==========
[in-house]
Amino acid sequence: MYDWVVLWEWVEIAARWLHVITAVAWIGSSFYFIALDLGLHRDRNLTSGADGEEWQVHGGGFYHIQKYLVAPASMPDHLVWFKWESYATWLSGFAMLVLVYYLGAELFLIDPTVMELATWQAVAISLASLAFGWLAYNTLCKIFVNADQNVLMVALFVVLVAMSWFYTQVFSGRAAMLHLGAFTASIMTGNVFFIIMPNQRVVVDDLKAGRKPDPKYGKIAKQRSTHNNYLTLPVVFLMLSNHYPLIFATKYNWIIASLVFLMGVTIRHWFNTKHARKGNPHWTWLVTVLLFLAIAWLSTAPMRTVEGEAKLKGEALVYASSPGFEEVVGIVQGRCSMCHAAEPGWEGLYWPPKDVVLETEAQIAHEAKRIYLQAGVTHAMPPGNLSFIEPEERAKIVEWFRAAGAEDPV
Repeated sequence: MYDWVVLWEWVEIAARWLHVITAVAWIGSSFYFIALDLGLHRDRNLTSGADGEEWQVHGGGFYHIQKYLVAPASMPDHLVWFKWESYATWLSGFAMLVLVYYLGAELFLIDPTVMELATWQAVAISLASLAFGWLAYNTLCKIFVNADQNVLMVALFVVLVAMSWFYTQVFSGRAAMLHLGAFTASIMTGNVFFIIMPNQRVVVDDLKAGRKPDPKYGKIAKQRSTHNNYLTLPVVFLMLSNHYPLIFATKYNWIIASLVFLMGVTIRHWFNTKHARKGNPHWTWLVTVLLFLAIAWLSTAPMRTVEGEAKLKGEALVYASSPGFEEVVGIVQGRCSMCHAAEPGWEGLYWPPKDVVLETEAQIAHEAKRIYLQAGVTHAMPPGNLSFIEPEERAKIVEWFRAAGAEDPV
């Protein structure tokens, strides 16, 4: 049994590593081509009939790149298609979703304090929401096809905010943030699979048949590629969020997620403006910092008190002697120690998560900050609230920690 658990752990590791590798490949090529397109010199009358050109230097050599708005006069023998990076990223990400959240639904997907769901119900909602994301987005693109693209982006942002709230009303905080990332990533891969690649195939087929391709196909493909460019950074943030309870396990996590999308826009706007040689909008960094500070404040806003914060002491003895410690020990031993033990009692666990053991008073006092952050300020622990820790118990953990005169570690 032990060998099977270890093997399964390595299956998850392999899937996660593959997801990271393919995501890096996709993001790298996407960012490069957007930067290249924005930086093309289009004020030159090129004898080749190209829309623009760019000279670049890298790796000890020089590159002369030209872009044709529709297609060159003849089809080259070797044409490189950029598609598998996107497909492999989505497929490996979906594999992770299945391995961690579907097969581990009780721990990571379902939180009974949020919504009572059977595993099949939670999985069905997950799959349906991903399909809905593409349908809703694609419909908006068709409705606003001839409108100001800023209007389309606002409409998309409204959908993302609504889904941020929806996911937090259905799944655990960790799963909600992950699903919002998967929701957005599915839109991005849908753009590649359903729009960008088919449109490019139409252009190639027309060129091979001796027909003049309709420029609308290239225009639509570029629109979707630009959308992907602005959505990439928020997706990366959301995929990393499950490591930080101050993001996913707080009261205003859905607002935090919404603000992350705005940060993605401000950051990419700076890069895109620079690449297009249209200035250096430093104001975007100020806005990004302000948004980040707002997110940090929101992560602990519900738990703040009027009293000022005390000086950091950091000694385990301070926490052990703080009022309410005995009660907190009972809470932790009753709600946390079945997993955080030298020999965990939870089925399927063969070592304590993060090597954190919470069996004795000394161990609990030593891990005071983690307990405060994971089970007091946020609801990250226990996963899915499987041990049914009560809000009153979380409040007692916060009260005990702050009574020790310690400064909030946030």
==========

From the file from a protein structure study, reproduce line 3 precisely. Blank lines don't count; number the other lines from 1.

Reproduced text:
Repeated sequence: MYDWVVLWEWVEIAARWLHVITAVAWIGSSFYFIALDLGLHRDRNLTSGADGEEWQVHGGGFYHIQKYLVAPASMPDHLVWFKWESYATWLSGFAMLVLVYYLGAELFLIDPTVMELATWQAVAISLASLAFGWLAYNTLCKIFVNADQNVLMVALFVVLVAMSWFYTQVFSGRAAMLHLGAFTASIMTGNVFFIIMPNQRVVVDDLKAGRKPDPKYGKIAKQRSTHNNYLTLPVVFLMLSNHYPLIFATKYNWIIASLVFLMGVTIRHWFNTKHARKGNPHWTWLVTVLLFLAIAWLSTAPMRTVEGEAKLKGEALVYASSPGFEEVVGIVQGRCSMCHAAEPGWEGLYWPPKDVVLETEAQIAHEAKRIYLQAGVTHAMPPGNLSFIEPEERAKIVEWFRAAGAEDPV